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August 24 2012


Poll: How Will You Follow the Political Conventions?

You will not be surprised to hear that the upcoming political conventions in the U.S. will be all over social media. Not only will it be a hashtag bonanza on Twitter and a like-fest on Facebook, but both conventions will be live-streamed, gavel to gavel, on YouTube. So what's your plan on tuning into the conventions? Are you skipping them this year? Will you follow on social media, live-streaming video, or the old-fashioned way on TV or radio? Vote in our poll below (you can pick multiple options) and share your thoughts on convention coverage in the comments below. To hear more about YouTube's coverage, listen to this week's Mediatwits podcast.

How will you follow the U.S. political conventions?

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November 17 2010


Order In The Court 2.0 Adds Staff, Plans Live-Streams from Court

In the last few weeks Order in the Court 2.0 has made enormous strides in moving forward with our project. Most importantly we've brought on board two very talented individuals who are responsible for the day-to-day operation of this project. Below is the note that I put out to the staff of WBUR, which is the home-base of this Knight News Challenge initiative.

New Staff

Joe Spurr and Val Wang are joining WBUR to work on our new online initiative, Order in the Court 2.0. Order in the Court 2.0 is a Knight News Challenge funded initiative that will explore the impact of digital technology on our nation's courts using Quincy District Court as a pilot courtroom.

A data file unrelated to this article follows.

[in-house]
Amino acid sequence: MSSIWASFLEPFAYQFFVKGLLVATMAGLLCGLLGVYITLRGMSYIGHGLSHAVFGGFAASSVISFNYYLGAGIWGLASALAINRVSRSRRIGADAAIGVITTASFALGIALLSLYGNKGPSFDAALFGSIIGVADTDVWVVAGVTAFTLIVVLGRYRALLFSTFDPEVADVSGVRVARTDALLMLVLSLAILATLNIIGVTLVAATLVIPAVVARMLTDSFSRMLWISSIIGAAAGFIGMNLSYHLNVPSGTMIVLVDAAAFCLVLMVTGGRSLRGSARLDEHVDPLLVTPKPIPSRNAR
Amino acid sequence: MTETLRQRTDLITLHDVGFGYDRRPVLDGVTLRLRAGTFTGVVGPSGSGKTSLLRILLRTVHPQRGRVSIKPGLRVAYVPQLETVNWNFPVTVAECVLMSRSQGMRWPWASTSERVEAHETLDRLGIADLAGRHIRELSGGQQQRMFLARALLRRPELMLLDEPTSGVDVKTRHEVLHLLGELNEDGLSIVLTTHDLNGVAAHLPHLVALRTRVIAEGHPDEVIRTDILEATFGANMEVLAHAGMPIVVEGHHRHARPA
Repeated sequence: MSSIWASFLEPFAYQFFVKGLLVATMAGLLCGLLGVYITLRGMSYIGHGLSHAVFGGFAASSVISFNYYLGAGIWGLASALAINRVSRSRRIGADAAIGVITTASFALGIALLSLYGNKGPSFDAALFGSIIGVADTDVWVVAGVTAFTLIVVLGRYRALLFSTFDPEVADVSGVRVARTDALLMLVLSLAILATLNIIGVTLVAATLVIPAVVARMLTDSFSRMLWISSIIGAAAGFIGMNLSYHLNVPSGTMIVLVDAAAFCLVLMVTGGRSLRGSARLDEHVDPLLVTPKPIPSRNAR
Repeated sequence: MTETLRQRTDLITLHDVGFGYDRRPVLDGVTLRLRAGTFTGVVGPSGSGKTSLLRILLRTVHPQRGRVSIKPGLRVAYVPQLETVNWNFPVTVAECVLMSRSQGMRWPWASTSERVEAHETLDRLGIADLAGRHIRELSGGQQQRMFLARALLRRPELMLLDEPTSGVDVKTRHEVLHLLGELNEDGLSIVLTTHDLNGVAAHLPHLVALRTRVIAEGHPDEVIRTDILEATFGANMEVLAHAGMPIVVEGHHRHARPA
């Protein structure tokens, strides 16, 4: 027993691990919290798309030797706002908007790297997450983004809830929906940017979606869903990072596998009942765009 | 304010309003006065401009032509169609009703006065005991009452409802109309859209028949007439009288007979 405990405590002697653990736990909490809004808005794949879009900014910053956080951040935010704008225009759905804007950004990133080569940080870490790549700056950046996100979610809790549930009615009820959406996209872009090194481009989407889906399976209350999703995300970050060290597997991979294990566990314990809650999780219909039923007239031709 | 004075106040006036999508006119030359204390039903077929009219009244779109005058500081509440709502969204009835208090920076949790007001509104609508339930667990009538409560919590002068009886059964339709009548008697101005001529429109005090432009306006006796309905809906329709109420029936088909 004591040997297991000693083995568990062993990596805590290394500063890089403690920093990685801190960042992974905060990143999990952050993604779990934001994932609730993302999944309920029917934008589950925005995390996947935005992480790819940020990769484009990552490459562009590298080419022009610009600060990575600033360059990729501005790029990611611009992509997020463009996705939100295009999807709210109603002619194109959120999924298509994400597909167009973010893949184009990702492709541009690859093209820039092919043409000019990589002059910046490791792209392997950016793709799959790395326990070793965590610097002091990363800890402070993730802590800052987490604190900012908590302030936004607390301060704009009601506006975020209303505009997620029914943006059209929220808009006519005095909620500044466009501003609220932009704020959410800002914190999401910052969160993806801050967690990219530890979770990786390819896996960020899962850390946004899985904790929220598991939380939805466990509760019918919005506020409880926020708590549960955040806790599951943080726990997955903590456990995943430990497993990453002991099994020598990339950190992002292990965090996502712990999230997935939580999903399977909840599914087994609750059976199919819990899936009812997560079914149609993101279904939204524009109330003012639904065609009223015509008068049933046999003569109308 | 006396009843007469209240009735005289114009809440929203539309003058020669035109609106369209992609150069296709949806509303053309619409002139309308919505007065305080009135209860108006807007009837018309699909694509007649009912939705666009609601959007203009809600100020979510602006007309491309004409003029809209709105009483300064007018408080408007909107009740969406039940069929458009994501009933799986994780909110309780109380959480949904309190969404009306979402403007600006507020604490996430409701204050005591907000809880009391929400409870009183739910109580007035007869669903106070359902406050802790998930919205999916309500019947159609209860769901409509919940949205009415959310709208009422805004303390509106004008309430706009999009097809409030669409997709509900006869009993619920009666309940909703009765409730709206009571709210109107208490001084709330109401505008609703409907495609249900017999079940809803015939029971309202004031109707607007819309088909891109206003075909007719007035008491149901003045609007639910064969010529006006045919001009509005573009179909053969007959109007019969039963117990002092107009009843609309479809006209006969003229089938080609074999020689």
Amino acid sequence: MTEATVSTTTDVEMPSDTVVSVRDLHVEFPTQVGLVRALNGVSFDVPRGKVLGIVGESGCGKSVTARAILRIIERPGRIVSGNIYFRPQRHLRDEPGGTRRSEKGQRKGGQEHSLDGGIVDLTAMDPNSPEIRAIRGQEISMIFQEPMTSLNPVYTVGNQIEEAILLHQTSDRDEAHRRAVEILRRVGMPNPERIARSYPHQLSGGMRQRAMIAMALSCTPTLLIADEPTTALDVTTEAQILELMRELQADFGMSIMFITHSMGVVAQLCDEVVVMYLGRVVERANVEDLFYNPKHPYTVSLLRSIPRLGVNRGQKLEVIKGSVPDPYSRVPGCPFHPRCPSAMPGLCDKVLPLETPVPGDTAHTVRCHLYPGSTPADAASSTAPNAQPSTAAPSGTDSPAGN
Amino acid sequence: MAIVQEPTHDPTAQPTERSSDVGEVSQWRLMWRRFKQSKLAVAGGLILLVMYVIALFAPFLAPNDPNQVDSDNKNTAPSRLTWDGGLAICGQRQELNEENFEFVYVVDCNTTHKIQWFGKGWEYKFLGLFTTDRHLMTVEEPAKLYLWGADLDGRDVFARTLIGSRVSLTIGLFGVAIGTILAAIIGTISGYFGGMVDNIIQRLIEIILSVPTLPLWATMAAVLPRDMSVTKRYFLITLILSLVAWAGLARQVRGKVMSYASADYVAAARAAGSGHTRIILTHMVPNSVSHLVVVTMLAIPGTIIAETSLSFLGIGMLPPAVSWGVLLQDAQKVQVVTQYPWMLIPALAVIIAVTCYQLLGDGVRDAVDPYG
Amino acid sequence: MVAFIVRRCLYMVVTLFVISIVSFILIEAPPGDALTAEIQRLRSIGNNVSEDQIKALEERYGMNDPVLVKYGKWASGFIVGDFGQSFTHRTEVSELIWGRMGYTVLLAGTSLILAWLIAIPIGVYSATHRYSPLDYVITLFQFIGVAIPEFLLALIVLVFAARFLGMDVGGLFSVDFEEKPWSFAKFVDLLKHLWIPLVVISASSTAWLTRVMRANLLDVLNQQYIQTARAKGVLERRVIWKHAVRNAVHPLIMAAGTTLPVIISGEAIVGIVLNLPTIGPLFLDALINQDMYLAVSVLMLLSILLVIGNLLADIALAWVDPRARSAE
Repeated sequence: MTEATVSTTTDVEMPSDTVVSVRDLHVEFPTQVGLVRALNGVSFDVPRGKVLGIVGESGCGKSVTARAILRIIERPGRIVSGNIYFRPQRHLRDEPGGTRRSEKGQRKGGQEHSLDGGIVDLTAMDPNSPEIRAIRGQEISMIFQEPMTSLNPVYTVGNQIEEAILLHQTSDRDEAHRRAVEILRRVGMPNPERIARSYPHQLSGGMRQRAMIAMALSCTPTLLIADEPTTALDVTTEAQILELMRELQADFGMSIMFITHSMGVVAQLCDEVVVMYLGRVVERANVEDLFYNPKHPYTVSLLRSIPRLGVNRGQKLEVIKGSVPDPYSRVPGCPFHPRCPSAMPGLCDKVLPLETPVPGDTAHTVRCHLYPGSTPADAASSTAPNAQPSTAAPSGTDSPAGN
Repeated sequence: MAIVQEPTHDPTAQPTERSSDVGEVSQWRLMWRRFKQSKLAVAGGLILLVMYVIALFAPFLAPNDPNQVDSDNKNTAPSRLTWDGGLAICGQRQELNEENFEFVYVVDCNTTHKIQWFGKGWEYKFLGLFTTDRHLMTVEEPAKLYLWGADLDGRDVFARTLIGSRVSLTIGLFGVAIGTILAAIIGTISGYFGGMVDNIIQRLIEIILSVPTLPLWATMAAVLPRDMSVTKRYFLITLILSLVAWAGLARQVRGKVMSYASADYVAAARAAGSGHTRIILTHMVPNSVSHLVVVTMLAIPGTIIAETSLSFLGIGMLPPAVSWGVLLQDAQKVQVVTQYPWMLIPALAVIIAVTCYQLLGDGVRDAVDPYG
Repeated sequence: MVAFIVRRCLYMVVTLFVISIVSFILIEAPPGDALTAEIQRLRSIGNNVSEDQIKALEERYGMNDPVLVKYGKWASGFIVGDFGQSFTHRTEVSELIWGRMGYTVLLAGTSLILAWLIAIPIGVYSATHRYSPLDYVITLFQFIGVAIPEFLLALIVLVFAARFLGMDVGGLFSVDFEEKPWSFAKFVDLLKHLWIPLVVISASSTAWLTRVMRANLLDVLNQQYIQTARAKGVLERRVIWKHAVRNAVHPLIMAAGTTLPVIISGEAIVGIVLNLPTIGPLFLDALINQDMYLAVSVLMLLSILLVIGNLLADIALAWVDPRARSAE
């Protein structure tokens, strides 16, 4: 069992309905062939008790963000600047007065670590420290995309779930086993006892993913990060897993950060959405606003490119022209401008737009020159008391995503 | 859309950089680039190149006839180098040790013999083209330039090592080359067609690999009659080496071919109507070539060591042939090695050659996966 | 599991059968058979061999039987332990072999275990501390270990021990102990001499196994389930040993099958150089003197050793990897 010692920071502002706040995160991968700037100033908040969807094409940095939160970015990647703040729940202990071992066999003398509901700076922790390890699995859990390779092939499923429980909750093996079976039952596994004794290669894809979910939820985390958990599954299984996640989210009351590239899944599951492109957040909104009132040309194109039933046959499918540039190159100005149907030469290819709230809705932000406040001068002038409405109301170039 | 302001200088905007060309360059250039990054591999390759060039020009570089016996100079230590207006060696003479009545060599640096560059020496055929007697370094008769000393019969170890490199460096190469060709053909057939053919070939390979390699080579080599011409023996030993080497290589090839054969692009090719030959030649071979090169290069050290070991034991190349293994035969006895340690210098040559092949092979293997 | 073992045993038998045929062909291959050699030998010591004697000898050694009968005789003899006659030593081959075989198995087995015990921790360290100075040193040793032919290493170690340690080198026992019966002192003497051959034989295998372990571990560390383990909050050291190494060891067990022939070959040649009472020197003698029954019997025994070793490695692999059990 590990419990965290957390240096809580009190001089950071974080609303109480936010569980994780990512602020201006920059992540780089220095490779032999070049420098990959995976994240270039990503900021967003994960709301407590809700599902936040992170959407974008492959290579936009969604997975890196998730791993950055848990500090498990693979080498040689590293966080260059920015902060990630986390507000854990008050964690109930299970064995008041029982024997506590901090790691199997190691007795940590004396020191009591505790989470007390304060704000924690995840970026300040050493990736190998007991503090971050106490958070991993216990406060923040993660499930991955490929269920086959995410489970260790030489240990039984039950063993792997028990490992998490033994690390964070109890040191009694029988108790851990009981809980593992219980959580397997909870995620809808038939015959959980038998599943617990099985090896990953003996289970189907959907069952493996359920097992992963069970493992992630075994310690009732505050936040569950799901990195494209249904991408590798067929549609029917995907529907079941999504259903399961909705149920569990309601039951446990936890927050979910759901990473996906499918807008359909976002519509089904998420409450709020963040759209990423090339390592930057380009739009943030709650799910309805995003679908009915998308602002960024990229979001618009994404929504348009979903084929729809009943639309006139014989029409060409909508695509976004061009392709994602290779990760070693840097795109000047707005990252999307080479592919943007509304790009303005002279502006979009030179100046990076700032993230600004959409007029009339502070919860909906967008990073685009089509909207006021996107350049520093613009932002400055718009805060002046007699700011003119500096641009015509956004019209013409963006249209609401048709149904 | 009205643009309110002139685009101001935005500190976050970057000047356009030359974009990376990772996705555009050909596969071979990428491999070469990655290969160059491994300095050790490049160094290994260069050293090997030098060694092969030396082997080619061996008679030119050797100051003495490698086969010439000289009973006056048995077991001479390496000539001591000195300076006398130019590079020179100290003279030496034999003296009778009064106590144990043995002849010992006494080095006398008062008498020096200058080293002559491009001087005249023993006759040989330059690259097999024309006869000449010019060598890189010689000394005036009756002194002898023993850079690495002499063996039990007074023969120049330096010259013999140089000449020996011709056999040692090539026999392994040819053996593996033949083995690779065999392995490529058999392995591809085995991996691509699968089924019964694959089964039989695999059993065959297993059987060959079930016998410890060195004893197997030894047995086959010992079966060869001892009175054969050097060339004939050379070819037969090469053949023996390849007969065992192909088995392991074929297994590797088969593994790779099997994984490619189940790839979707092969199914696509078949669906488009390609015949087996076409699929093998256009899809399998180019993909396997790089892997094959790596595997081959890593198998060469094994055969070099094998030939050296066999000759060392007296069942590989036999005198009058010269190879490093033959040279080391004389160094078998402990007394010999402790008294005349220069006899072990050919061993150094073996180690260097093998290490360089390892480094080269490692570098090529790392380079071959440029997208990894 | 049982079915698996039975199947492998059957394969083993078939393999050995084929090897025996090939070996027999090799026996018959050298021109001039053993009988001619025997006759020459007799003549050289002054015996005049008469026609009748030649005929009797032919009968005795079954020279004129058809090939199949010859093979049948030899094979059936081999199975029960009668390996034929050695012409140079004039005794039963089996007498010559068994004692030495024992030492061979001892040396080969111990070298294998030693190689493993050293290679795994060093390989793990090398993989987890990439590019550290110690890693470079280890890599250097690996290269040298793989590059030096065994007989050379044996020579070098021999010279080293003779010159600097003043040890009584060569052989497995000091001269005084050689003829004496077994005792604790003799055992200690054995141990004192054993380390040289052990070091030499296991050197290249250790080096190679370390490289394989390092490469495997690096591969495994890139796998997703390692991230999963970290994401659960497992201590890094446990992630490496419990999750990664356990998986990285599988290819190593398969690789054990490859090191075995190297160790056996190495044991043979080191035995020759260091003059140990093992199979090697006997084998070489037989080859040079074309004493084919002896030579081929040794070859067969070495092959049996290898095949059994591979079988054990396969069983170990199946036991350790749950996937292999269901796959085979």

Joe is the project's director and will be responsible for the design and development of the Order in the Court 2.0 website. He will also lead the development of the project's live-streaming capacity and work with the state court's chief technology office to build a system that serves the public, but also guarantees the rights of individuals who go before the court.

Joe joins us from KPBS where he was the station's lead web developer for the recently redesigned KPBS.org website. Prior to that he was the site's content producer where he pioneered the adoption of using Twitter and Google Maps in breaking news situations during the 2007 California wildfires. Joe is a Boston native, a graduate of Northeastern University and a former freelance reporter at the Boston Globe.

Val Wang is Order in the Court 2.0's producer and will oversee the production of the daily stream of written and video content originating out of Quincy District Court. She will also lead the project's social media outreach and be responsible for engaging the public with this initiative. Many of you may have already met Val while she has been here freelance producing for Here and Now and On Point. Val is an experienced multimedia producer who has worked for Reuters Television and NBC News. Most recently she was the multimedia producer for the UNICEF website where she won a prestigious Webby award for her work. Val has a master's degree in non-fiction writing from Johns Hopkins University and earned her undergraduate degree at Williams College.

Joe and Val will spend the next couple of months working at the station as the project takes shape. Starting early next year the project will be based out of Quincy District Court.

Their Roles

I also asked Joe and Val to describe a bit of how they see their respective roles in making this a successful project.

Here's Joe's:

As director of Order in the Court 2.0, much of my energy at the outset will focus on technology, so the stage can be set when we've got enough agreed-upon policy in place to make some baby steps in public. For now this means collaborating to wire-up the courtroom in Quincy to support a quality video stream, and helping design a site and set up its back-end in a way that best serves our anticipated primary content. With so many moving pieces ahead of us, we're whiteboarding a lot and keeping in touch as best we can with court officials and lawyers who have a vested interest in our success.